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Why 2016 is the Year of the Money Story

By December 7, 2015Article

Amidst all the changes we’ve seen in business over the past several years, particularly in high tech, 2016 will be a turning point.

The rapid pace of change over the last five years has opened the door to new, creative business plans, sky-high valuations and meteoric growth for the nimble. Indeed, a bellwether of growth, mergers and acquisitions are on a record pace in 2015. We’re set to break the record of $4.6 trillion set in 2007, according to Dealogic, which tracks the market. 

Yet, for all of the change we’ve seen in the industry, the lofty valuations and the profound optimism about how software and technology can cut costs, improve efficiencies and make the world a better place, the time has come for these businesses to demonstrate an ability to monetize these innovative ideas, grow revenue and begin the path to profitability. We’re already seeing early indications of this pressure in recent valuation adjustments. I predict that sort of pressure for results will continue to mount in 2016. 

Really, it’s to be expected. The early winners were those that disrupted their industry, established new business models and grabbed market share early. The next round of winners will be those that can fully monetize these new business models, and not just at the point of customer acquisition but throughout the customer life cycle. Growth is great; but unless you find a way to monetize, you run out of runway. 

It has been a challenge just to keep up with the remarkable pace of change in recent years. The shrinking half-life of the Fortune 500 is a good indication. In 1965, that half-life was 28 years; today, it takes just 15 years for half of the companies listed on the Fortune 500 to turn over. 

That change has spanned industries and business models. Companies that sell products have evolved into companies that sell services, with software companies a prime example, as subscription revenue growth rates surpassed the traditional licensing model. Likewise, services companies are now selling products. Take Jawbone, which began with selling noise-cancelling headphones, expanded into wireless speakers and now sells activity trackers with smartphone apps. Or Shazam, which began as an app that informed users of the name and artist of the song they held up to their phone and now lets users access all kinds of information about music, television and film, partnering with advertisers. 

In fact, the very way that people are buying has changed dramatically. As much as Netflix transformed video rentals with sophisticated algorithms for movie recommendations, it was the shift from a flat rental fee to a monthly subscription that really disrupted that market. We’ve all seen the profound effect subscription pricing and freemium models have had on the software, communications and media industries. 

We’ve also seen the impact of this digital transformation play out in retail. Ecommerce quickly became a new sales channel, but retailers that established an ecommerce channel years ago are realizing that customers now expect the same experience online as they get in the store. They want to be able to buy online and pick up or return in store. The companies winning in retail are the ones that have not only created efficiencies and superior experiences with regard to selling but have deep visibility into their customers, inventory and supply chain.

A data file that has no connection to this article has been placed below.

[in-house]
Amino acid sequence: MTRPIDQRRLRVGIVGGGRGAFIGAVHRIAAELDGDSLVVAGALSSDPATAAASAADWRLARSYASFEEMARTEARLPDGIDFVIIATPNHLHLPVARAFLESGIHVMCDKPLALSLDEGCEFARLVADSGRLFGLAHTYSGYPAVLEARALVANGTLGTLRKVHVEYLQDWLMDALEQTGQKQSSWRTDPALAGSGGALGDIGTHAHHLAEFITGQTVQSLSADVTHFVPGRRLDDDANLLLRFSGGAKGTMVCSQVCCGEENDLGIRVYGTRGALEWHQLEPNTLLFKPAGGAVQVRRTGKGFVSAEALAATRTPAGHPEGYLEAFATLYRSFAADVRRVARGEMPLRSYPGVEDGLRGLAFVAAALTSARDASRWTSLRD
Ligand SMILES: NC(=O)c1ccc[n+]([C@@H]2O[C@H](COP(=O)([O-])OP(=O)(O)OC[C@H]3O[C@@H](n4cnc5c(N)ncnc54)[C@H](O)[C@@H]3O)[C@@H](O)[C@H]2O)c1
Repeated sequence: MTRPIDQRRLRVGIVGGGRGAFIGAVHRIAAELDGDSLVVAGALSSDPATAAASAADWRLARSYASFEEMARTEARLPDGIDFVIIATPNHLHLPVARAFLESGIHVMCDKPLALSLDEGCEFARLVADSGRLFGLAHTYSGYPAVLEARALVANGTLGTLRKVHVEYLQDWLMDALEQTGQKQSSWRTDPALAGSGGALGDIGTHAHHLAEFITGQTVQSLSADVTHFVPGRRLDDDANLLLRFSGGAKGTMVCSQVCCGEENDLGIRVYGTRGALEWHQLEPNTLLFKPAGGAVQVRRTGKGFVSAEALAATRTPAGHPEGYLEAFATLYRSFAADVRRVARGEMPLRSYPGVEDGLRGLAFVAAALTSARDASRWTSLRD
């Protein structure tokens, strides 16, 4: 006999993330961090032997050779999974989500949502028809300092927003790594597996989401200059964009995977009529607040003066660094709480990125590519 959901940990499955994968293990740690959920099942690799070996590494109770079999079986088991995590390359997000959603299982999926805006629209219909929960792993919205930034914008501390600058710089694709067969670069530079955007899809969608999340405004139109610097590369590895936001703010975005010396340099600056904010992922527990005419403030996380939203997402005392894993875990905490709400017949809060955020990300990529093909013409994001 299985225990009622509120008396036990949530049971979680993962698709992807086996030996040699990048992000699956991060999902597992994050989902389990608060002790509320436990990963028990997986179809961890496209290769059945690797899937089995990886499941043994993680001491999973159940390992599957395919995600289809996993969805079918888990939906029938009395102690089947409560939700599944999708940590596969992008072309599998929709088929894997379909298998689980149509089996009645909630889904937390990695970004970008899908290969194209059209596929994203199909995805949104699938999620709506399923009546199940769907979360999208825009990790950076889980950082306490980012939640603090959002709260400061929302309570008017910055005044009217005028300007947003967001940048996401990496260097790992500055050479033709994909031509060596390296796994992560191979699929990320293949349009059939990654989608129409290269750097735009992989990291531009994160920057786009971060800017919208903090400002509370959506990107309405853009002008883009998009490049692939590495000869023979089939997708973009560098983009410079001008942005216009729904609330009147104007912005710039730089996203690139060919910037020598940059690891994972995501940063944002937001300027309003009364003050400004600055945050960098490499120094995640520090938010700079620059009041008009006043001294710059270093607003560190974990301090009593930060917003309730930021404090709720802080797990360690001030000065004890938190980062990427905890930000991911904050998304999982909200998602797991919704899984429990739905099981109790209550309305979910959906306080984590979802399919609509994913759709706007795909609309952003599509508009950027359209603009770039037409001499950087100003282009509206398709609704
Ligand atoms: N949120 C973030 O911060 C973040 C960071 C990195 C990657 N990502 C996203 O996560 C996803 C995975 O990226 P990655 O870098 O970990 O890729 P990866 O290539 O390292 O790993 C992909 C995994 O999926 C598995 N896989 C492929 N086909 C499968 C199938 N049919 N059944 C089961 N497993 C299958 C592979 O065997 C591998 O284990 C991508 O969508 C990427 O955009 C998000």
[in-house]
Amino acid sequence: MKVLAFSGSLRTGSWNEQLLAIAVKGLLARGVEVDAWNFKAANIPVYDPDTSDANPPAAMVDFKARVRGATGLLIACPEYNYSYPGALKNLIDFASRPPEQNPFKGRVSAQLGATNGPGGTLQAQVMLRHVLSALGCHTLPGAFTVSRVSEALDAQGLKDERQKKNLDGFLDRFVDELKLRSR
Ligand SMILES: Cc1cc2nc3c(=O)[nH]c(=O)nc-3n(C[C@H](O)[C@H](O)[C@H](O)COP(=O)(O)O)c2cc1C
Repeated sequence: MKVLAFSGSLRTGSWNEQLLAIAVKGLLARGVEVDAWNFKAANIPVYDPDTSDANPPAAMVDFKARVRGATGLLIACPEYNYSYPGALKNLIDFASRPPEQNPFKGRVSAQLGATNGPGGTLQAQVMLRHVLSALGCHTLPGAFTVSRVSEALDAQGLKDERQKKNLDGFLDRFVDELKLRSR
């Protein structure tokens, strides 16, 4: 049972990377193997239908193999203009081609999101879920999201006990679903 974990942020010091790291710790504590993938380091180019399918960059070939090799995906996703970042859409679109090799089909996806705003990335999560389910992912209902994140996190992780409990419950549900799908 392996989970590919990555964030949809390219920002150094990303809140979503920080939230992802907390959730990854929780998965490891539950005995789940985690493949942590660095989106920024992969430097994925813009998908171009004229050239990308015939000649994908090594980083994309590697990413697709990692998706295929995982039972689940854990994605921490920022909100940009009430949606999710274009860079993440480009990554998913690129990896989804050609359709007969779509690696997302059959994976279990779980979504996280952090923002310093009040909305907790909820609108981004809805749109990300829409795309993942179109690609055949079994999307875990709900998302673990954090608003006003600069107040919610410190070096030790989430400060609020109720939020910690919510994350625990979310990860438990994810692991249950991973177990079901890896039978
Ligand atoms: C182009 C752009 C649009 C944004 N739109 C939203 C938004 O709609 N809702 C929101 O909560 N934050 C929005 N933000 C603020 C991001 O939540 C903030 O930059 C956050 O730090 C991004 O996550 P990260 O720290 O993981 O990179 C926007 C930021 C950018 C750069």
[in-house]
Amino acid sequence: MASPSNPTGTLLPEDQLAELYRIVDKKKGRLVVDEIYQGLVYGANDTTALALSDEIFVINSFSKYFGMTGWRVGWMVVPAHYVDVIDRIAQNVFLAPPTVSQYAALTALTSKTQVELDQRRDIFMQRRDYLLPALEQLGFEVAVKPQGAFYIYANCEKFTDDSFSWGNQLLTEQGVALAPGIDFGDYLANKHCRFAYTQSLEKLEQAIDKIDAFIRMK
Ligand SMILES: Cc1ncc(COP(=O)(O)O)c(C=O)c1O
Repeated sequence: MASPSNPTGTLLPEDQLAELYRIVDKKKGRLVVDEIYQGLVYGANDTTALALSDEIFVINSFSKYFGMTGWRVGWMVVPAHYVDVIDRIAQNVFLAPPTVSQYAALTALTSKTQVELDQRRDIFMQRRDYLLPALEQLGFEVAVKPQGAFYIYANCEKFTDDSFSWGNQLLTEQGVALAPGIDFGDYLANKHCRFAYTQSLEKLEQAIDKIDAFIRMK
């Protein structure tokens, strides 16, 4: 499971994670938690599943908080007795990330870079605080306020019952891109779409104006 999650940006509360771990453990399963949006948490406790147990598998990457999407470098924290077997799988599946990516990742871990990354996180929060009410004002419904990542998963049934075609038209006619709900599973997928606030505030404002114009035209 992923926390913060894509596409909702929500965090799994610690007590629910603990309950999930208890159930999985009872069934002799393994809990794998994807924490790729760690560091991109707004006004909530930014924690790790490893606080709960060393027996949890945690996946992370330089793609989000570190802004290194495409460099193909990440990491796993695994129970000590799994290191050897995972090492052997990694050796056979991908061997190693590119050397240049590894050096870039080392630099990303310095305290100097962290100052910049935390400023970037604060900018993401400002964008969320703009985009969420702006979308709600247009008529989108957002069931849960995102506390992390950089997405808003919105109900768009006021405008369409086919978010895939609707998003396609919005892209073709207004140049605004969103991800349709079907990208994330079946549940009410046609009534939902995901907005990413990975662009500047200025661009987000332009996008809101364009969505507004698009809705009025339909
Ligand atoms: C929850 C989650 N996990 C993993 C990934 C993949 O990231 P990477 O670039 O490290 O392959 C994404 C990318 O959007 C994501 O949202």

Clearly, we’ve seen some of the winners emerging from this rapid pace of change, and many of them have found ways to monetize their disruption. But for many more, these changes create an incredible strain on their internal systems and their traditional business processes, leaving them at a disadvantage and unable to adapt and ultimately survive.

To truly prepare for the change in business climate in 2016, businesses need to do three things.

1. Take a close look at your existing systems and processes. Do you have the infrastructure in place that enables you to monetize your business today, as well as where it’s heading? Can you – scale – that is, attract new customers, process orders, provision/fulfill, bill timely and accurately, recognize revenue, and then renew that customer relationship over and over again?

“At scale” is critical; if you’ve taken a piecemeal approach with your infrastructure, then a period of intense growth will put a tremendous strain on the organization that will be costly and time consuming to resolve.  

2. Next, assess your organization’s ability to pivot. Are those systems and processes flexible enough to adapt to change and capture new opportunities? Can the back end, for example, support a move from a mobile app that recognizes music to a new advertising platform? If not, all the great innovation and market momentum won’t mean much when that market takes a turn or the industry is disrupted by someone, or something, else.

3. Finally, do you have the right people in place to make that move from billion-dollar valuation to a billion dollars in revenue? It might mean bringing in some new talent with the skills you haven’t needed in the past. It definitely means retaining your existing talent, which these days is more critical, and more difficult, than ever. 

Jim McGeever is president and COO of NetSuite. He joined NetSuite in 2000 and was the company’s 15th employee. From 2000 to 2010, he served as NetSuite’s CFO and was a driving force behind NetSuite’s successful IPO in 2007. In 2010, he became the company’s COO, responsible for global sales, services and support operations. Previously, he was director of finance for Clontech Laboratories, the corporate controller at Photon Dynamics, and a chartered accountant at Ernst & Young. 










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